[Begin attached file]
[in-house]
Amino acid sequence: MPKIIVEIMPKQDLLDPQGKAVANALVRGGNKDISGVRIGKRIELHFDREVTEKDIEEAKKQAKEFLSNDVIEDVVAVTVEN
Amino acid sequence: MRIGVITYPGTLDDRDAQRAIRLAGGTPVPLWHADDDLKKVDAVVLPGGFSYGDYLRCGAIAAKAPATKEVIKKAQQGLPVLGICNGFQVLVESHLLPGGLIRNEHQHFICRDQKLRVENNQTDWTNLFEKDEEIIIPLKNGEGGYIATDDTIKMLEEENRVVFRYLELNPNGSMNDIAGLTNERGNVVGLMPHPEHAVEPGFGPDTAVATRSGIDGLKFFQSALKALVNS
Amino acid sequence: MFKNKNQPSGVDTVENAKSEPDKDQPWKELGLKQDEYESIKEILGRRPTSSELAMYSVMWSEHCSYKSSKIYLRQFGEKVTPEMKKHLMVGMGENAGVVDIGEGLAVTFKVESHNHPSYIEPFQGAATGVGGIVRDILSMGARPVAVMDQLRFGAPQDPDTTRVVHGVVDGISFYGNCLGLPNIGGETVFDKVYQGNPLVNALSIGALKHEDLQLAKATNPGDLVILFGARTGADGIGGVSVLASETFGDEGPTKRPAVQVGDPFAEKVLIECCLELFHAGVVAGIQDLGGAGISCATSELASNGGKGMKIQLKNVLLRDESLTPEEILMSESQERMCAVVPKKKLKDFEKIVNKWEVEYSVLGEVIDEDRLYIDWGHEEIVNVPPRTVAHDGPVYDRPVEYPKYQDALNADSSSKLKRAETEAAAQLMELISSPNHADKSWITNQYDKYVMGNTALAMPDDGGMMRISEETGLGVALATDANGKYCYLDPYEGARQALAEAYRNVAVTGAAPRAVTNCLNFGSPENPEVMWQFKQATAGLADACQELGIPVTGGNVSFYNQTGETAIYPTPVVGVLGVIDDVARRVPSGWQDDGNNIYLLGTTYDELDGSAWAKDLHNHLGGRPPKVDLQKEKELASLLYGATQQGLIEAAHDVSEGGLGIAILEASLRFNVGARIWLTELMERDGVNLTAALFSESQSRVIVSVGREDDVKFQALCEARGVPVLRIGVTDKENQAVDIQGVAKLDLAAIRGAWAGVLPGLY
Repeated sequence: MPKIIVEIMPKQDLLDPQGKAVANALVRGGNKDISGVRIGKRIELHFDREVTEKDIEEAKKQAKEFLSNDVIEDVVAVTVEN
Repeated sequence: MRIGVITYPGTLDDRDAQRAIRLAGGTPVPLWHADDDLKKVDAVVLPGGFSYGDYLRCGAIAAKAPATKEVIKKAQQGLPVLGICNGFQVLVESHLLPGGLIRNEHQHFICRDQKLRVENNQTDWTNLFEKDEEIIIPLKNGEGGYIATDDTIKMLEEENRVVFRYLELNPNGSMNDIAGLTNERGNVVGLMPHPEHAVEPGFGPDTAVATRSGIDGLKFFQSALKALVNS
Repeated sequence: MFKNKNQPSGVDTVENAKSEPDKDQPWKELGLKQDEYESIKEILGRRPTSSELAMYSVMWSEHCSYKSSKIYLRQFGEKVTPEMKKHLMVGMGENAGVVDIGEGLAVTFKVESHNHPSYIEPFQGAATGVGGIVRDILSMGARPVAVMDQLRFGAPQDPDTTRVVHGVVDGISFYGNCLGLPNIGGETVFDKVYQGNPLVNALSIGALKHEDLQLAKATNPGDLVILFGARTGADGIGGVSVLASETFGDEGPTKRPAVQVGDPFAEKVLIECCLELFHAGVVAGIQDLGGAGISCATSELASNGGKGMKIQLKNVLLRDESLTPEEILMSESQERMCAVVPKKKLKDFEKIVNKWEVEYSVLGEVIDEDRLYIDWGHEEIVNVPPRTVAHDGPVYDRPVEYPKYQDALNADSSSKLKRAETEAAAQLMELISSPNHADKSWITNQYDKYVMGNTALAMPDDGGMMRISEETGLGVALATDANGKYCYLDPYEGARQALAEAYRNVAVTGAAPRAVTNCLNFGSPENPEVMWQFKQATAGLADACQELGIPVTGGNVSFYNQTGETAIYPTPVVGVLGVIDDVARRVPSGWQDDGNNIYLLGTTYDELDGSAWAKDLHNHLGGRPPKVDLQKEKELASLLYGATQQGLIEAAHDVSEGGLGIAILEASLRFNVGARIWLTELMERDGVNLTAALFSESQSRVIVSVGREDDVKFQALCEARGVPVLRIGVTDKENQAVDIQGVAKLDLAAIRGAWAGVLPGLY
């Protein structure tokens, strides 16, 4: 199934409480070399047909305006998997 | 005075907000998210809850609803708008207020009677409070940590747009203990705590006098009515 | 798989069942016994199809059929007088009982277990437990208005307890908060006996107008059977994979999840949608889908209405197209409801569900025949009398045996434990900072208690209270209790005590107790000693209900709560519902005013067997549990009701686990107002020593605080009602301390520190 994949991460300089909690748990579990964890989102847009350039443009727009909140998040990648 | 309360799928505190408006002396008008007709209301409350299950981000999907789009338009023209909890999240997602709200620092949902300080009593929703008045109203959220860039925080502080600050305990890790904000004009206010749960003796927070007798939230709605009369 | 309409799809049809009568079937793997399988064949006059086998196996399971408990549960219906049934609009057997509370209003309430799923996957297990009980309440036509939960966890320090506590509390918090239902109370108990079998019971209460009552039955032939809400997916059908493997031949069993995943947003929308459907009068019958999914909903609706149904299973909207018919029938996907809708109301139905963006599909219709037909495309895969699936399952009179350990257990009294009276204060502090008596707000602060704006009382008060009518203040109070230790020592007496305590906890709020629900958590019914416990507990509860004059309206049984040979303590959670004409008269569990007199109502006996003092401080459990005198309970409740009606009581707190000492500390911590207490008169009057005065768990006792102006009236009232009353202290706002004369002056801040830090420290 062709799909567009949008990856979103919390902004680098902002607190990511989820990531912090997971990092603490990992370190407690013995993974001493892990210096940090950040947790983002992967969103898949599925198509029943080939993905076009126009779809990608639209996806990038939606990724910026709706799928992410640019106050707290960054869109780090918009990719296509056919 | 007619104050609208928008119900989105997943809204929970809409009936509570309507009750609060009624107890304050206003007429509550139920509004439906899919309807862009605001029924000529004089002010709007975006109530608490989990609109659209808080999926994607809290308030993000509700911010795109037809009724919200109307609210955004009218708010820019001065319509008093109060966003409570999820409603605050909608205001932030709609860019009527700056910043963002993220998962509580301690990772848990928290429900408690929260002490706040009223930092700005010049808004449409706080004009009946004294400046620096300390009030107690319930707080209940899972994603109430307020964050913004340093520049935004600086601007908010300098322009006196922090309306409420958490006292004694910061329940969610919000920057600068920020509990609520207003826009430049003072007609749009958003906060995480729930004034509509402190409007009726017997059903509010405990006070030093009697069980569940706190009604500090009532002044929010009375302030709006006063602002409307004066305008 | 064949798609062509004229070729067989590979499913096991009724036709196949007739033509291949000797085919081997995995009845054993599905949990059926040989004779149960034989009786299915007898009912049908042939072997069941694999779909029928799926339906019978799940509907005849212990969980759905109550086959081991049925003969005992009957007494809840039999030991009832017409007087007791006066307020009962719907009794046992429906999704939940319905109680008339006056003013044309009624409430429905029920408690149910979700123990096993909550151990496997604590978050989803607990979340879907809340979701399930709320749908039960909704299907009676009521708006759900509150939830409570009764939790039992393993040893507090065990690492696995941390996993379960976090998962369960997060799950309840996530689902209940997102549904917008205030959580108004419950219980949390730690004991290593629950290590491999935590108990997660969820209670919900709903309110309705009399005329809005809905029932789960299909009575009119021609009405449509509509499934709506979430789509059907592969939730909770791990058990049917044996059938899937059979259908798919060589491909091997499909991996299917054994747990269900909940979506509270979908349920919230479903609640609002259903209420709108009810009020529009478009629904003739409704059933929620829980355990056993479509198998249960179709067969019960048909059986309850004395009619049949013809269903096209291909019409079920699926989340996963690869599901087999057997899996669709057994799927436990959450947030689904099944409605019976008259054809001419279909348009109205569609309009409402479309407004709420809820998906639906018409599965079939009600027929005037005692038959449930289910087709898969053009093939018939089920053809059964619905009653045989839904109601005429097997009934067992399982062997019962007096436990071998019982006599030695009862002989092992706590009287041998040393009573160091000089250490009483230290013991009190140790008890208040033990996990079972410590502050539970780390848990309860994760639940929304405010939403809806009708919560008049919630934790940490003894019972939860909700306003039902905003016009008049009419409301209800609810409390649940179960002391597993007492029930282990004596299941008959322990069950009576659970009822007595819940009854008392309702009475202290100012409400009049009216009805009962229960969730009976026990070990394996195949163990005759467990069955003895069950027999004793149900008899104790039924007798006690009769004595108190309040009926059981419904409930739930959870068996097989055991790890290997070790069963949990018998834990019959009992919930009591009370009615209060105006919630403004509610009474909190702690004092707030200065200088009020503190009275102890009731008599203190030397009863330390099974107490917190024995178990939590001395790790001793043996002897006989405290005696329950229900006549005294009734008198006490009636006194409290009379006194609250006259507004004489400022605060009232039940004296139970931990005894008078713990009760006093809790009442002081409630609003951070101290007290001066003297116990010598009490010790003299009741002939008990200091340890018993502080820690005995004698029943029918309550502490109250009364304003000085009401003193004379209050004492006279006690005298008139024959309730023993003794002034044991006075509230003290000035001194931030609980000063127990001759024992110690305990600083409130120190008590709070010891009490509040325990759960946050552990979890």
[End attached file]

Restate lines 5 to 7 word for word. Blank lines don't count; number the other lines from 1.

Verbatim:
Repeated sequence: MPKIIVEIMPKQDLLDPQGKAVANALVRGGNKDISGVRIGKRIELHFDREVTEKDIEEAKKQAKEFLSNDVIEDVVAVTVEN
Repeated sequence: MRIGVITYPGTLDDRDAQRAIRLAGGTPVPLWHADDDLKKVDAVVLPGGFSYGDYLRCGAIAAKAPATKEVIKKAQQGLPVLGICNGFQVLVESHLLPGGLIRNEHQHFICRDQKLRVENNQTDWTNLFEKDEEIIIPLKNGEGGYIATDDTIKMLEEENRVVFRYLELNPNGSMNDIAGLTNERGNVVGLMPHPEHAVEPGFGPDTAVATRSGIDGLKFFQSALKALVNS
Repeated sequence: MFKNKNQPSGVDTVENAKSEPDKDQPWKELGLKQDEYESIKEILGRRPTSSELAMYSVMWSEHCSYKSSKIYLRQFGEKVTPEMKKHLMVGMGENAGVVDIGEGLAVTFKVESHNHPSYIEPFQGAATGVGGIVRDILSMGARPVAVMDQLRFGAPQDPDTTRVVHGVVDGISFYGNCLGLPNIGGETVFDKVYQGNPLVNALSIGALKHEDLQLAKATNPGDLVILFGARTGADGIGGVSVLASETFGDEGPTKRPAVQVGDPFAEKVLIECCLELFHAGVVAGIQDLGGAGISCATSELASNGGKGMKIQLKNVLLRDESLTPEEILMSESQERMCAVVPKKKLKDFEKIVNKWEVEYSVLGEVIDEDRLYIDWGHEEIVNVPPRTVAHDGPVYDRPVEYPKYQDALNADSSSKLKRAETEAAAQLMELISSPNHADKSWITNQYDKYVMGNTALAMPDDGGMMRISEETGLGVALATDANGKYCYLDPYEGARQALAEAYRNVAVTGAAPRAVTNCLNFGSPENPEVMWQFKQATAGLADACQELGIPVTGGNVSFYNQTGETAIYPTPVVGVLGVIDDVARRVPSGWQDDGNNIYLLGTTYDELDGSAWAKDLHNHLGGRPPKVDLQKEKELASLLYGATQQGLIEAAHDVSEGGLGIAILEASLRFNVGARIWLTELMERDGVNLTAALFSESQSRVIVSVGREDDVKFQALCEARGVPVLRIGVTDKENQAVDIQGVAKLDLAAIRGAWAGVLPGLY